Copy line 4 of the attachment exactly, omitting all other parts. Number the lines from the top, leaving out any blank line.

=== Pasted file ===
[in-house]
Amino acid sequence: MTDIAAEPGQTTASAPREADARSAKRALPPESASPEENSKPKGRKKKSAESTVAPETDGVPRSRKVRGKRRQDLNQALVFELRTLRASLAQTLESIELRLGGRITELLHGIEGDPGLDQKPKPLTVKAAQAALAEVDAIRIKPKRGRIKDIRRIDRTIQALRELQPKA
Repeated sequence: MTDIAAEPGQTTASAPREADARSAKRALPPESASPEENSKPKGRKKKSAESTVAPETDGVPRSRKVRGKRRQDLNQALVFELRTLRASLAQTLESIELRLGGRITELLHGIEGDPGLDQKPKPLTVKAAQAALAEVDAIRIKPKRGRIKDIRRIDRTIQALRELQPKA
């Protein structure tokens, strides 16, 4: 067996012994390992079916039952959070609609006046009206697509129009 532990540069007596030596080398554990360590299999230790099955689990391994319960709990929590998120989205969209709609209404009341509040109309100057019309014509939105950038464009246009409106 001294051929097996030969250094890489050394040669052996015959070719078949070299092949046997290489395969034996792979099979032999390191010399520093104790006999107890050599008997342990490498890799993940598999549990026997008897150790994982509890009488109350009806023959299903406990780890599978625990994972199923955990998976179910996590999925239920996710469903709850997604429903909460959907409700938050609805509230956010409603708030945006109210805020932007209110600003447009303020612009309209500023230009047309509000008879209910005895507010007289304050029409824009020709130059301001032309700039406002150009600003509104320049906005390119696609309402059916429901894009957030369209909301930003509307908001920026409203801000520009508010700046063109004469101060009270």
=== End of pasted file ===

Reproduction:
């Protein structure tokens, strides 16, 4: 067996012994390992079916039952959070609609006046009206697509129009 532990540069007596030596080398554990360590299999230790099955689990391994319960709990929590998120989205969209709609209404009341509040109309100057019309014509939105950038464009246009409106 001294051929097996030969250094890489050394040669052996015959070719078949070299092949046997290489395969034996792979099979032999390191010399520093104790006999107890050599008997342990490498890799993940598999549990026997008897150790994982509890009488109350009806023959299903406990780890599978625990994972199923955990998976179910996590999925239920996710469903709850997604429903909460959907409700938050609805509230956010409603708030945006109210805020932007209110600003447009303020612009309209500023230009047309509000008879209910005895507010007289304050029409824009020709130059301001032309700039406002150009600003509104320049906005390119696609309402059916429901894009957030369209909301930003509307908001920026409203801000520009508010700046063109004469101060009270």